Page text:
Back to Peter Drucker. He insists that, “Successful careers are not “planned.” They are the careers of people who are prepared for the opportunity because they know their strengths, the way they work and their values.” (180) Stewart Friedman uses a program called total leadership to help people align their values with their actions. Instead of work-life balance, his approach promotes work-life integration. Performance and results are still the primary objective, but they are informed by the three key principles of clarifying what is important, recognizing and supporting the whole person, and continually experimenting with how things are done.

Friedman says that clarifying what is important includes among other actions being able to choose what matters most, to communicate your story, and to pursue accountability.

• Family:
I believe in connecting with my family, so it is important to me that we join together for dinner each evening in order to catch up with the events of the day.
• Community: I have held leadership positions in my church community. I choose worship over golf on Sunday mornings because I believe in the need to nourish and heal my soul, to visibly demonstrate my commitment, and to affirm the responsibility to join with other believers in pursuit of our mutual goals.
• Work: Translating this behavior into the workplace, I recognize that sometimes we should have meetings if for no other reason than to collectively affirm our values, get to know one another better, and stay on course.

Friedman’s second principle, recognizing and respecting the whole person, requires taking responsibility for building networks of trust, communicating expectations, transferring skills across domains, and managing the boundaries and transitions.

• Family: In sharing a dual-career household, we have learned to trust the abilities of one another in areas as diverse as cooking, cleaning, finance, and doing the laundry. At the same time we give each other space to develop our physical and spiritual selves.
• Community: I have found a more highly developed openness to the diversity of gifts in the church community such that we are more likely to recognize that we can’t do it all by ourselves.
• Work: I carry both of these experiences into the workplace where it becomes easier for me to care for and recognize both the contributions and the diversity of my co-workers.

The third principle, continually experimenting with how goals are achieved, can further be described as the ability to question assumptions and fostering a learning environment.

• Family: We live this principle in our household where we have studied French, cooking, art, philosophy, and business together and separately over the past several years. This led to a mid-career MFA for my husband and an EMBA for myself. These formal studies have not only taught us to support and reciprocate each other’s needs and desires for learning but also to acknowledge and accept our passion for finding new ways of expressing ourselves.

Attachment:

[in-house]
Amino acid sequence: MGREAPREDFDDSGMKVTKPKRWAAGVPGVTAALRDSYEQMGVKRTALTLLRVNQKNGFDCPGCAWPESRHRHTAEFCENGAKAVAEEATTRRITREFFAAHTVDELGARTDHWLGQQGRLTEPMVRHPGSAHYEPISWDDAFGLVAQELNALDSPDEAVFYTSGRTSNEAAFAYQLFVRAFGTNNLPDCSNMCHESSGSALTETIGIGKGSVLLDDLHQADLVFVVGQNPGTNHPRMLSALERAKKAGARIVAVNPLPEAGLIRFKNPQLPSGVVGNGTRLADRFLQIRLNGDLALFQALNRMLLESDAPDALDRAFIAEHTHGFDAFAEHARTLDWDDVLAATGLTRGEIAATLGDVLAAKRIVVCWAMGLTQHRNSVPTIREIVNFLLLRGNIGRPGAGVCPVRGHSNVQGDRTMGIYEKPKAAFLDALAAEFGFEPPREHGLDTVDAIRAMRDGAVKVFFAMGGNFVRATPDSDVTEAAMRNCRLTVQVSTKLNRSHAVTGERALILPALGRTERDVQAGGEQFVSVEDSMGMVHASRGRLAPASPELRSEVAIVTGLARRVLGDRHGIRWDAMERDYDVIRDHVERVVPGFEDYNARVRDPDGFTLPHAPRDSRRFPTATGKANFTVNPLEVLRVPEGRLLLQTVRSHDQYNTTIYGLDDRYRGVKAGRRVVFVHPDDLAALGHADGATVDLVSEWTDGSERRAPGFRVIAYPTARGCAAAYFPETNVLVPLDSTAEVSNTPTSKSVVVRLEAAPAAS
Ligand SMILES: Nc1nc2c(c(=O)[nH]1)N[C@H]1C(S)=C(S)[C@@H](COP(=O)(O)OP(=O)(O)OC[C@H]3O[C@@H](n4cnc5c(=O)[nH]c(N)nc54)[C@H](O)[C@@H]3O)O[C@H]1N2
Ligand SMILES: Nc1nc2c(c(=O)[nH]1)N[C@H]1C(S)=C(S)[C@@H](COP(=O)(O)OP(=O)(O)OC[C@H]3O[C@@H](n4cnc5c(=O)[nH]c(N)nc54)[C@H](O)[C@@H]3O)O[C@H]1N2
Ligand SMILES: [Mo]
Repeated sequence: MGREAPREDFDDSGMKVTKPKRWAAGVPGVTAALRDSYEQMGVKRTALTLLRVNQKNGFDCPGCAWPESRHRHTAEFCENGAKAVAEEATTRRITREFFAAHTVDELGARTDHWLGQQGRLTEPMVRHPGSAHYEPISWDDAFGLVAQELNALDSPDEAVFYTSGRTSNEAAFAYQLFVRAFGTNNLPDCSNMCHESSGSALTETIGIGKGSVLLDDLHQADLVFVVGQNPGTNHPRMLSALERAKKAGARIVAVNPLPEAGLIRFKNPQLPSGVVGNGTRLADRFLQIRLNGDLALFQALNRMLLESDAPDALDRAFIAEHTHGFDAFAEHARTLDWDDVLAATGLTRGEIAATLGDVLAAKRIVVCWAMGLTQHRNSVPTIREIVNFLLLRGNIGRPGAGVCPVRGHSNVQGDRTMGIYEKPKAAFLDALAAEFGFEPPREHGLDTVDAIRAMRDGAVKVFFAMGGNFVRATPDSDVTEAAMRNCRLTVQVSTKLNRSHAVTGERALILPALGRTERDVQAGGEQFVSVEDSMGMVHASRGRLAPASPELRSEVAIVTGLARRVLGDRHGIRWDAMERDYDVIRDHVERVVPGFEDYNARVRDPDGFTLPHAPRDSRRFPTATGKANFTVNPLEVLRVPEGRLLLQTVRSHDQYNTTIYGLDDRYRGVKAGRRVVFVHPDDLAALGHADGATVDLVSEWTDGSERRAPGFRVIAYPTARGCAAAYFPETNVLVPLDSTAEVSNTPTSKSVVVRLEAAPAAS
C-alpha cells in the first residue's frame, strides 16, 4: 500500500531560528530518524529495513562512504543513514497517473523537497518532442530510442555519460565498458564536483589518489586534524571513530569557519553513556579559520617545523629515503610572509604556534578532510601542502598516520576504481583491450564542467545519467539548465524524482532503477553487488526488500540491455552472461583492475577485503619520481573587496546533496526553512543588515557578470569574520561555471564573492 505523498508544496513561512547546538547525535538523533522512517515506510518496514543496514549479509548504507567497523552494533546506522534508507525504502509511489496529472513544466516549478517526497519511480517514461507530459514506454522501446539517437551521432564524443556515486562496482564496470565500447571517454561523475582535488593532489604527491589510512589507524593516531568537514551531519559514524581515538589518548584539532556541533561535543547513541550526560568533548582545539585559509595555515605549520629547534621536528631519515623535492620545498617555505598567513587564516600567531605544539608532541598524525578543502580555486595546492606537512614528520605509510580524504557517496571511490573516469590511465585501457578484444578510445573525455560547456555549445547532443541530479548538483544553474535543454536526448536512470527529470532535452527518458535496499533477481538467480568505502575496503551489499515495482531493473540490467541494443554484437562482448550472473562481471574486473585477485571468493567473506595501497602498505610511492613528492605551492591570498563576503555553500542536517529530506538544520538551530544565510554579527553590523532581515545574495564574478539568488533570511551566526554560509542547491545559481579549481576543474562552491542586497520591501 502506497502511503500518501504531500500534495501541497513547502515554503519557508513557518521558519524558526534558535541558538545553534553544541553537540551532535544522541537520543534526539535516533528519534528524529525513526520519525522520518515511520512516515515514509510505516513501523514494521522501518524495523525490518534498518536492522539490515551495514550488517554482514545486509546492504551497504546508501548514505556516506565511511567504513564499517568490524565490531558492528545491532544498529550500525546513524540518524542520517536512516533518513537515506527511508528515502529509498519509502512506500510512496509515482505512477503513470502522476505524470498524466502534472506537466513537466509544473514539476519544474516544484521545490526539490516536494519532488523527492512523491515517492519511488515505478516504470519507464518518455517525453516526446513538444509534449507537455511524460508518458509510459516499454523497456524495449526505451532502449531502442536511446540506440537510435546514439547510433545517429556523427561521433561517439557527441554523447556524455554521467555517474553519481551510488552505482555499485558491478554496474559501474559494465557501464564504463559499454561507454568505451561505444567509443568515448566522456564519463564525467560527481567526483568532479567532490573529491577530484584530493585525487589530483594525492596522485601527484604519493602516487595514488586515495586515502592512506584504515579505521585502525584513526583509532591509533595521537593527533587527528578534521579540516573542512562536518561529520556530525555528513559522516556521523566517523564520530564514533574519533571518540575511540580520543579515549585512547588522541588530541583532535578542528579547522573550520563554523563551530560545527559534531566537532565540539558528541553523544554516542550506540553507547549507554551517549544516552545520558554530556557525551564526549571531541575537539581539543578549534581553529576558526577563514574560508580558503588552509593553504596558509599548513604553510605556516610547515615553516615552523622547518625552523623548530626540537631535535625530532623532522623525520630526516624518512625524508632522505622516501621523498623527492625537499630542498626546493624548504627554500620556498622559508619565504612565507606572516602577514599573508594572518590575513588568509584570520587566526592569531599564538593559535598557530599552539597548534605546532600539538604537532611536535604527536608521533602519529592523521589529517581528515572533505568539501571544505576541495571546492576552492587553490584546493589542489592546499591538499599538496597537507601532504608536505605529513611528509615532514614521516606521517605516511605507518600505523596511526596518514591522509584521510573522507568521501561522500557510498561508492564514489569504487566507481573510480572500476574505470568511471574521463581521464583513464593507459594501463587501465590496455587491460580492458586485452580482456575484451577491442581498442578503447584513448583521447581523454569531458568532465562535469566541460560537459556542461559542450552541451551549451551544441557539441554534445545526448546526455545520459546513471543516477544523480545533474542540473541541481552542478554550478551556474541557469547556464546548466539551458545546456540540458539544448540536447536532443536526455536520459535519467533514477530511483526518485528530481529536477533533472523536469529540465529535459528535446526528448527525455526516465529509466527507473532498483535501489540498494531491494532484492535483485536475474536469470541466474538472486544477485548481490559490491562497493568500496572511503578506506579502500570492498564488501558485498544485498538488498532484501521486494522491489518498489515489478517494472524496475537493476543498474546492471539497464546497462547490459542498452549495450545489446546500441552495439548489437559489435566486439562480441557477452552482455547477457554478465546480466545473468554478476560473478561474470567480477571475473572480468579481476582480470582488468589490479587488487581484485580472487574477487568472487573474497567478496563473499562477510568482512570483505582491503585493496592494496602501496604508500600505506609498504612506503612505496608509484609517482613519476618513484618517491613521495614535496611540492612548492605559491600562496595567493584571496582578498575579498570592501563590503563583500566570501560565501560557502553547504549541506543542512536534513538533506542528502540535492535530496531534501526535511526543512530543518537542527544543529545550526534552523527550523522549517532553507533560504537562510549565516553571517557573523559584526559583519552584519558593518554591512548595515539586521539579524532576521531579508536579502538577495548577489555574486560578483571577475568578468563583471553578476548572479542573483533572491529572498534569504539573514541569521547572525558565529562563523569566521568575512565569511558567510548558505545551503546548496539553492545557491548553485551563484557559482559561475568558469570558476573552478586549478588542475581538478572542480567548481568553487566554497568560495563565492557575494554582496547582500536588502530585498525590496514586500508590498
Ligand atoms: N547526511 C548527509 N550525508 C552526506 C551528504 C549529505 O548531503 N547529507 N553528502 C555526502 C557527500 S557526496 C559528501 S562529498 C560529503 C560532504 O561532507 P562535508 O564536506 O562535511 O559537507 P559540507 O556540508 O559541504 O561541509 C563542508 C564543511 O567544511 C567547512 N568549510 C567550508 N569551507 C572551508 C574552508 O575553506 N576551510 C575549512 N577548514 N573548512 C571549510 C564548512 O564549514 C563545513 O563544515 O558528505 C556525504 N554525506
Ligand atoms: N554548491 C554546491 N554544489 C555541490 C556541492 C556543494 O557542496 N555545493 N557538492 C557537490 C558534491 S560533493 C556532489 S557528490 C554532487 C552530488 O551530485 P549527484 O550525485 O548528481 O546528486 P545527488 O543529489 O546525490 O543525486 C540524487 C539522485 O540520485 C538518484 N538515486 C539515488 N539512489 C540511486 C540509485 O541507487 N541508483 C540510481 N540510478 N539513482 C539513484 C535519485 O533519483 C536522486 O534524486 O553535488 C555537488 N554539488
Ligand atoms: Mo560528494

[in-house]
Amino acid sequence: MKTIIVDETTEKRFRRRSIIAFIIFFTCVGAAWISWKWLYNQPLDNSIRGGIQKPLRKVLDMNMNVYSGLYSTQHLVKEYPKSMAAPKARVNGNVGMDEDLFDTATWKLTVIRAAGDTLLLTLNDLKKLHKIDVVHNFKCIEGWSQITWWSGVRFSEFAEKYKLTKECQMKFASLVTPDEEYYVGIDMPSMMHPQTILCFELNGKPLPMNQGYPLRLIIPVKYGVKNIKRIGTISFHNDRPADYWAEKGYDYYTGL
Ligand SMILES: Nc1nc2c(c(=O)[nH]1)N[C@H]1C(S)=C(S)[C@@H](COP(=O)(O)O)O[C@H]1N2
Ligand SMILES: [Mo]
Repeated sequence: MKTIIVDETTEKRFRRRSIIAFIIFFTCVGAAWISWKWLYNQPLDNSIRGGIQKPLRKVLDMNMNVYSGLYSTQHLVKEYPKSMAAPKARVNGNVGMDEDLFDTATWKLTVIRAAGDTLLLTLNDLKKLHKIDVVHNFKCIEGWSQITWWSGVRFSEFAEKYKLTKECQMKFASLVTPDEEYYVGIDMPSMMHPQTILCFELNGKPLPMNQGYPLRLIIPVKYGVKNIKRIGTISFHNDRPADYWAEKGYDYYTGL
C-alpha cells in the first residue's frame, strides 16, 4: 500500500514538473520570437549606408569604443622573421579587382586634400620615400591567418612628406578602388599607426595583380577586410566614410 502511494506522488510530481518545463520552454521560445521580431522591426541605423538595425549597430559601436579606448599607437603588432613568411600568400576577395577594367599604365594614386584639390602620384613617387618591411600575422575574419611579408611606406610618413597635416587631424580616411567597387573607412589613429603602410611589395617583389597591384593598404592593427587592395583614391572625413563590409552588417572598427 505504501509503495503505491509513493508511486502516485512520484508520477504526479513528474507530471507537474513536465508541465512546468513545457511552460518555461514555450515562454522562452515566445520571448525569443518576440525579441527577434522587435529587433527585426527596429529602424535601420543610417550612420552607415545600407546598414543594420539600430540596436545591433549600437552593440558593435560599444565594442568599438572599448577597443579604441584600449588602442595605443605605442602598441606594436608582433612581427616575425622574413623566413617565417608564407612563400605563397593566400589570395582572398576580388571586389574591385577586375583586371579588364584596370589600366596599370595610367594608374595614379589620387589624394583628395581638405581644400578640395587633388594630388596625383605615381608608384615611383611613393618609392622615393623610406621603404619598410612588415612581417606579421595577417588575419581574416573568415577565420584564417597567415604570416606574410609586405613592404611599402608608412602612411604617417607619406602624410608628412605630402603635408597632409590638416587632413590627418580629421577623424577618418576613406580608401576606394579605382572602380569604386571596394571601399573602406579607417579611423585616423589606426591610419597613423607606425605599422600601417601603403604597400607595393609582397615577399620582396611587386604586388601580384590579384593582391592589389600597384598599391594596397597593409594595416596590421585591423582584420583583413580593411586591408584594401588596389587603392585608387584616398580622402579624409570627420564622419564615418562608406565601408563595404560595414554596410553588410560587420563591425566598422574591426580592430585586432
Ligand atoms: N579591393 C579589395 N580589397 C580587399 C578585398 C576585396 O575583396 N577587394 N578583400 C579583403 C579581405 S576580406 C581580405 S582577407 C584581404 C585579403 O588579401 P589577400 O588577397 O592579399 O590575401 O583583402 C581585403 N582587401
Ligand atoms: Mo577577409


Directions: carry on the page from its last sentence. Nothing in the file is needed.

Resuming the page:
• Community: My church community fosters life-long learning programs that range from caring for impressionable tiny tots to teaching seniors already full of life experience. I also serve in an advisory capacity on the Property and Finance committee, and while I am happy to connect past precedent with present realities, I am also open to encouraging new ways of doing things in order to further the mission into the future.
• Work: Turning to the workplace, modeling this capacity for change can be a powerful influencing factor if the energy is channeled towards effective, flexible leadership focused on results.

Friedman comments “practice and discipline are needed to learn how to stay focused while moving rapidly and diplomatically from one domain to another” (1279) while Berra says you can’t think and hit at the same time. Reflecting on my experience has given me more confidence that individuals can influence the advancement of 21st Century leadership. You must be willing to use every opportunity to enhance your leadership style so that you can connect your practice with performance and results with authenticity in all domains of your life.

Semler, Ricardo. “Managing Without Managers” Harvard Business Review, September 1, 1989

Drucker, Peter F. (1999). Managing in the 21st Century New York: HarperCollins Publishers, Inc.

“Learning to Lead in All Domains of Life”
Stewart D Friedman. The American Behavioral Scientist. Thousand Oaks:May 2006. Vol. 49, Iss. 9, p. 1270-1297 (28 pp.)

Microsoft Clip Art Photo

..Don't give me the answer. Give me the question.

Inspired again by the cleverness of Yogi Berra, I recognize that there is not a magic formulary of answers that will quickly transform the leaders of the world. However, I trust that these musings have encouraged you and provided you with some practical advice on how you can improve leadership effectiveness in the 21st century even if you are not at the top of your organization. I conclude then with this baseball-season, dinner-table conversation and leave you with a question.

Of the two of us, my husband is the most passionate Dodger fan. He was enthusiastically describing the roles of the relief pitchers and pinch hitters over dinner one evening last week. He reminded me that those players on the bench don’t just come to watch the game. Instead, they are studying the players so that they can identify how they themselves would have to change in order to confront the different hitting or pitching styles of the opposing team. If they get a chance to play, the bench should be mentally ready to face their competitors so that they can make the most valuable contribution to their team. This is not to say that they conform to the opposing team’s style but rather that they transform what had been an effective strategy in previous innings into winning plays for their team.

This is good advice for middle managers and other followers out there—will you be ready if you are called off the bench? Authenticity and accountability require self-reflection, openness to change, courage, and practice. Will you be ready to play ball?

  • Introduction
  • Table of Contents
  • Methodology
  • Elements of Effective Leadership
  • Strategies for Individuals
  • Muslim Women Leadership Status in the Connective Era>
  • Connective Leadership in the Global Environment
  • Conclusion